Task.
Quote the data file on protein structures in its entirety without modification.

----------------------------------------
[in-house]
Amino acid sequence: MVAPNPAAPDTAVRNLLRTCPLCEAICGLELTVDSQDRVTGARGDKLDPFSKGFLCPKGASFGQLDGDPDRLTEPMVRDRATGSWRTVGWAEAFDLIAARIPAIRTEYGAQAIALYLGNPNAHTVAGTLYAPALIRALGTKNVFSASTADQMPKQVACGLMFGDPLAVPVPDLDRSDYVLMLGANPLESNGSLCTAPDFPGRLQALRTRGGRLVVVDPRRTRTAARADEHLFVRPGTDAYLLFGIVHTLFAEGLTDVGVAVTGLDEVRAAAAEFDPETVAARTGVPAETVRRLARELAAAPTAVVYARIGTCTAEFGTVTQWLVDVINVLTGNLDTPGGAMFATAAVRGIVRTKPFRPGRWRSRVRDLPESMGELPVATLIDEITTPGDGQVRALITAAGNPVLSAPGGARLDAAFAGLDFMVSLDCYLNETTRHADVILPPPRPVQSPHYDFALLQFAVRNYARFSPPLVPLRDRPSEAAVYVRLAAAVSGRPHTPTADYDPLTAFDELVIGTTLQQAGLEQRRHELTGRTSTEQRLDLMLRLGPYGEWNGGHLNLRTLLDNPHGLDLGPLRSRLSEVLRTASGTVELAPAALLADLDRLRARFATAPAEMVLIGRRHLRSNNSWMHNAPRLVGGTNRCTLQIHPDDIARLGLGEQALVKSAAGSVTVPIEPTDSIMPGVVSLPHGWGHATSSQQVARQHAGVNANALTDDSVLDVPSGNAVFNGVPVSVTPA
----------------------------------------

[in-house]
Amino acid sequence: MVAPNPAAPDTAVRNLLRTCPLCEAICGLELTVDSQDRVTGARGDKLDPFSKGFLCPKGASFGQLDGDPDRLTEPMVRDRATGSWRTVGWAEAFDLIAARIPAIRTEYGAQAIALYLGNPNAHTVAGTLYAPALIRALGTKNVFSASTADQMPKQVACGLMFGDPLAVPVPDLDRSDYVLMLGANPLESNGSLCTAPDFPGRLQALRTRGGRLVVVDPRRTRTAARADEHLFVRPGTDAYLLFGIVHTLFAEGLTDVGVAVTGLDEVRAAAAEFDPETVAARTGVPAETVRRLARELAAAPTAVVYARIGTCTAEFGTVTQWLVDVINVLTGNLDTPGGAMFATAAVRGIVRTKPFRPGRWRSRVRDLPESMGELPVATLIDEITTPGDGQVRALITAAGNPVLSAPGGARLDAAFAGLDFMVSLDCYLNETTRHADVILPPPRPVQSPHYDFALLQFAVRNYARFSPPLVPLRDRPSEAAVYVRLAAAVSGRPHTPTADYDPLTAFDELVIGTTLQQAGLEQRRHELTGRTSTEQRLDLMLRLGPYGEWNGGHLNLRTLLDNPHGLDLGPLRSRLSEVLRTASGTVELAPAALLADLDRLRARFATAPAEMVLIGRRHLRSNNSWMHNAPRLVGGTNRCTLQIHPDDIARLGLGEQALVKSAAGSVTVPIEPTDSIMPGVVSLPHGWGHATSSQQVARQHAGVNANALTDDSVLDVPSGNAVFNGVPVSVTPA